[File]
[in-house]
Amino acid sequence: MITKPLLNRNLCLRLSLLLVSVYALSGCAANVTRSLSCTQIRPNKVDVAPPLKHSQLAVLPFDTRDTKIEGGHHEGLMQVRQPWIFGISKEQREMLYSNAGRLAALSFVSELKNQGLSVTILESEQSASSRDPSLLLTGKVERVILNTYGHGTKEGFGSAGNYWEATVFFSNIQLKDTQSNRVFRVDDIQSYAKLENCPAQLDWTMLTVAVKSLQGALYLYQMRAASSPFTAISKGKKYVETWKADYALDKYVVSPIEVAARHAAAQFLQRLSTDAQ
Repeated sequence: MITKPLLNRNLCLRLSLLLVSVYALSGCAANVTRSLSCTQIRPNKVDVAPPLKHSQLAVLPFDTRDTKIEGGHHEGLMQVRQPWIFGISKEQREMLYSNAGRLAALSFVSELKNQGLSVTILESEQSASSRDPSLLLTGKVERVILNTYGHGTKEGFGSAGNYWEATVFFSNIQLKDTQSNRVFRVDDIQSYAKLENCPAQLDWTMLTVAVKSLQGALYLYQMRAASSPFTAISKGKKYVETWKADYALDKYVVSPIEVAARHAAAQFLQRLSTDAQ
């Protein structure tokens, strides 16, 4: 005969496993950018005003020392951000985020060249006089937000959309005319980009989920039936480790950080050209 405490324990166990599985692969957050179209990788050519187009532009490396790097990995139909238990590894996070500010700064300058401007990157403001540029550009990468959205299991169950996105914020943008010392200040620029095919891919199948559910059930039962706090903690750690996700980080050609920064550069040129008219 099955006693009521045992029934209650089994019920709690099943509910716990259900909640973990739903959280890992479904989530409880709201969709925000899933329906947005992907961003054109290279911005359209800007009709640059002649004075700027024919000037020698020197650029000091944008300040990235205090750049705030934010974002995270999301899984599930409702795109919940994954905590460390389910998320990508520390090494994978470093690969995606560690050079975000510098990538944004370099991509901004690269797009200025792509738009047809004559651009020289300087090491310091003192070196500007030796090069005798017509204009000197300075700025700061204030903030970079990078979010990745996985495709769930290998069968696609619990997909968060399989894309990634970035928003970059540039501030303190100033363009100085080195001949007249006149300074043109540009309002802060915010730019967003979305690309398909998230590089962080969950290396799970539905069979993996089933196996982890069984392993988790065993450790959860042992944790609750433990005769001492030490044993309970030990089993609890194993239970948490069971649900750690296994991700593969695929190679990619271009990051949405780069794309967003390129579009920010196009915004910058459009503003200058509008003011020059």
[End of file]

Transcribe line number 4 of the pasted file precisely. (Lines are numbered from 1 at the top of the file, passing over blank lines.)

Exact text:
């Protein structure tokens, strides 16, 4: 005969496993950018005003020392951000985020060249006089937000959309005319980009989920039936480790950080050209 405490324990166990599985692969957050179209990788050519187009532009490396790097990995139909238990590894996070500010700064300058401007990157403001540029550009990468959205299991169950996105914020943008010392200040620029095919891919199948559910059930039962706090903690750690996700980080050609920064550069040129008219 099955006693009521045992029934209650089994019920709690099943509910716990259900909640973990739903959280890992479904989530409880709201969709925000899933329906947005992907961003054109290279911005359209800007009709640059002649004075700027024919000037020698020197650029000091944008300040990235205090750049705030934010974002995270999301899984599930409702795109919940994954905590460390389910998320990508520390090494994978470093690969995606560690050079975000510098990538944004370099991509901004690269797009200025792509738009047809004559651009020289300087090491310091003192070196500007030796090069005798017509204009000197300075700025700061204030903030970079990078979010990745996985495709769930290998069968696609619990997909968060399989894309990634970035928003970059540039501030303190100033363009100085080195001949007249006149300074043109540009309002802060915010730019967003979305690309398909998230590089962080969950290396799970539905069979993996089933196996982890069984392993988790065993450790959860042992944790609750433990005769001492030490044993309970030990089993609890194993239970948490069971649900750690296994991700593969695929190679990619271009990051949405780069794309967003390129579009920010196009915004910058459009503003200058509008003011020059």